If you do not fall under any of these categories, and you are able to perform a detox at home, experience outpatient treatment, or follow other routes to recovery, rehab will likely not be recommended to you.
This is to ensure that rehab facilities can be reserved for those who truly need it and those that have no other options.
To find out if a drug and alcohol rehab in Wolverhampton is the right choice for you, call us on 0800 088 66 86
What is the Admissions Process for Our Rehabilitation Centre?
To make sure you are placed in the most suitable drug and alcohol rehab in Wolverhampton, you may have to first undergo a few simple assessments.
There are multiple possible tests that you might encounter during your enquiry, one of which is the six dimensions of the ASAM criteria (American Society of Addiction Medicine).
These dimensions allow us to analyse every aspect of your addiction, life, and anything that could impact your recovery goals.
This then aids in the planning, creation, and development of your treatment plan.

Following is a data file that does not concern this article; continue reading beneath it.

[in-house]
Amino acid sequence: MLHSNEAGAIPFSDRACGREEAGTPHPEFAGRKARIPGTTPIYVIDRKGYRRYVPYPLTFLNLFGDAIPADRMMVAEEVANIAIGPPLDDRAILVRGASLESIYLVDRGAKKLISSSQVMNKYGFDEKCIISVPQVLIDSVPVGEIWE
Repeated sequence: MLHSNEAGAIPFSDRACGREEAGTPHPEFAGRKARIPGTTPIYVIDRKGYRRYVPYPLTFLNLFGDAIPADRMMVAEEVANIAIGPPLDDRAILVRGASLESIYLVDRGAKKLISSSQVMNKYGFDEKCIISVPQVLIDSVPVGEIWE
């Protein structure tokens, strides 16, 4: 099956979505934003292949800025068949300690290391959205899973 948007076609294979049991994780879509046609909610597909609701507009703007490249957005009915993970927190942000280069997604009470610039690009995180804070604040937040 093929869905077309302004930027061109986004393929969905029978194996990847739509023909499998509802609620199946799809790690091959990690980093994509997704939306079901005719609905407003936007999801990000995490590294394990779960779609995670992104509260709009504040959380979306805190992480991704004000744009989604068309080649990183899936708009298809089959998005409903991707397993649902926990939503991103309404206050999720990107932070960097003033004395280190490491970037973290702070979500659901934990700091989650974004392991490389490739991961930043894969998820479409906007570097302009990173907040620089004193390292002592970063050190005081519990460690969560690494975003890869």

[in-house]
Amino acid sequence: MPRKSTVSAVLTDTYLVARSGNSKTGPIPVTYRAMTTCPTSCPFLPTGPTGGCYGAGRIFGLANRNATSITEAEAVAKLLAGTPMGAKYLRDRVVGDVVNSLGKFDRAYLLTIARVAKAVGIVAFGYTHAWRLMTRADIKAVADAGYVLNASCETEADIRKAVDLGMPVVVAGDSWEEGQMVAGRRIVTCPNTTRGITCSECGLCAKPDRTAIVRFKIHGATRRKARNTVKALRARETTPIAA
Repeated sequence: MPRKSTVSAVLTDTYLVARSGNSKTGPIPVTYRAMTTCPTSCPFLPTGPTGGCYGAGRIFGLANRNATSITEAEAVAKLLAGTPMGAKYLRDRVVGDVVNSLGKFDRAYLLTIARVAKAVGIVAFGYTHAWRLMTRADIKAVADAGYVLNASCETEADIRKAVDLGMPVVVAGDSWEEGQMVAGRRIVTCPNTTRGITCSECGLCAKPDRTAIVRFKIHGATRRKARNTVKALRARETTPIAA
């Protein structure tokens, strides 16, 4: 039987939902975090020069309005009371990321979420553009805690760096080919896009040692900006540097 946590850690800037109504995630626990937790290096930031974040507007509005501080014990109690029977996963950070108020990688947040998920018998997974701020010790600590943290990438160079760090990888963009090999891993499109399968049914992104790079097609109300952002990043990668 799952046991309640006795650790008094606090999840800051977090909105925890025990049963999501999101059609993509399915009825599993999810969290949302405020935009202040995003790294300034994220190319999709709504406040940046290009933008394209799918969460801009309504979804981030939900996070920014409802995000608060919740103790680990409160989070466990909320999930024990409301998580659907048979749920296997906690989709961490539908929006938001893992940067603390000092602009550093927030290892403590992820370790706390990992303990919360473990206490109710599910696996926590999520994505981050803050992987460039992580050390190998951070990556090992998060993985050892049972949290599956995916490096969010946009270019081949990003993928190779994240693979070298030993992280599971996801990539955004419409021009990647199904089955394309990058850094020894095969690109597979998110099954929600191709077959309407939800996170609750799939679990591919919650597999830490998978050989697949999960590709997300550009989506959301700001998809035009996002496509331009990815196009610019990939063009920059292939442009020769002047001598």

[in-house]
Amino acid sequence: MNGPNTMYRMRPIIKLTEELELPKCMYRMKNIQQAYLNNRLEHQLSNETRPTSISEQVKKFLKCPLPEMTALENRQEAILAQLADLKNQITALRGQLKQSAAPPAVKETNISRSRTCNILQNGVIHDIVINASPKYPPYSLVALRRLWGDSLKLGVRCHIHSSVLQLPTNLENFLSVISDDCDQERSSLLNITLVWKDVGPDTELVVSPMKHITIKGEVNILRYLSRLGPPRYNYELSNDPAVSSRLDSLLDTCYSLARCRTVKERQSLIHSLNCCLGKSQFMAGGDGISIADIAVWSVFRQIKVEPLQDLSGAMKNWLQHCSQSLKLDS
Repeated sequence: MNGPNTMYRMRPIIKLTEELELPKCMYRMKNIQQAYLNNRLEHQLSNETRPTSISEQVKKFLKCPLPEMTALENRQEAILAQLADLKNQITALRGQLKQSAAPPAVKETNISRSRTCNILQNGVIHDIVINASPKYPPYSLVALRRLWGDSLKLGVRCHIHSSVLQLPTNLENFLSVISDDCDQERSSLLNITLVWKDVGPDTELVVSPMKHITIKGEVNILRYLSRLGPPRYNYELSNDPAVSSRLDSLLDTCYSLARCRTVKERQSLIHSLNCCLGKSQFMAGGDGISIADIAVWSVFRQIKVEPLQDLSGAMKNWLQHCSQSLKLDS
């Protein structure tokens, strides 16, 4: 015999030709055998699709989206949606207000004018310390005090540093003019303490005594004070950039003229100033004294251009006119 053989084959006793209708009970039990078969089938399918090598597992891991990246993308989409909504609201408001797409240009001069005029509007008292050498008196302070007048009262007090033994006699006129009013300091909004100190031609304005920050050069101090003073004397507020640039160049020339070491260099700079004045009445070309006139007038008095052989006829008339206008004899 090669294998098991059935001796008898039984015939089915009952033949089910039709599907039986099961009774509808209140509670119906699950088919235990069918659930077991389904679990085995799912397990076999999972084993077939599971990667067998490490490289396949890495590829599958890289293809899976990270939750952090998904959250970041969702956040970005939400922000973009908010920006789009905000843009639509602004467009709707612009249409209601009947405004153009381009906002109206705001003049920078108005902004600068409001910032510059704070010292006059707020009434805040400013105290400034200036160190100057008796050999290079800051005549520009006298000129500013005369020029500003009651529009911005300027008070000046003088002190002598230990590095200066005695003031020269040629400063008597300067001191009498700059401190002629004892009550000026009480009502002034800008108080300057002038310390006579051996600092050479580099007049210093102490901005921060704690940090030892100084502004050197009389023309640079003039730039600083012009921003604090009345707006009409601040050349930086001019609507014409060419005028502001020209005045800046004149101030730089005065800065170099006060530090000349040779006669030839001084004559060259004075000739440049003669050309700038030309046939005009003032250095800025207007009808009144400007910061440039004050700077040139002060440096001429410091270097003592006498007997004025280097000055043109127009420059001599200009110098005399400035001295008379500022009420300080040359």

- DIMENSION ONE: Looking at the client’s past and present experiences with substance use
- DIMENSION TWO: Exploring the client’s current physical condition and medical history
- DIMENSION THREE: Exploring the client’s current mental condition and their psychological medical history
- DIMENSION FOUR: Seeing how ready and motivated the client is to start treatment
- DIMENSION FIVE: Looking at the client’s past problems with relapses and continued use
- DIMENSION SIX: Exploring how the client’s living environment and the surrounding people could impact their journey
An AUDIT – an Alcohol Use Disorder Identification Test – will likely take place for you if you are struggling to cope with your dependency on alcohol.
It is an assessment to help us figure out how severe your substance use is, so that we know how best to treat you, or where to refer you to.
Questions in the AUDIT (of which there are 10) are primarily about your alcohol intake, your dependency on the substance, and any consequences you have experienced because of your alcohol use.
Expect questions such as:
- How often have you had 6 or more units if female or 8 or more if male on a single occasion in the last year?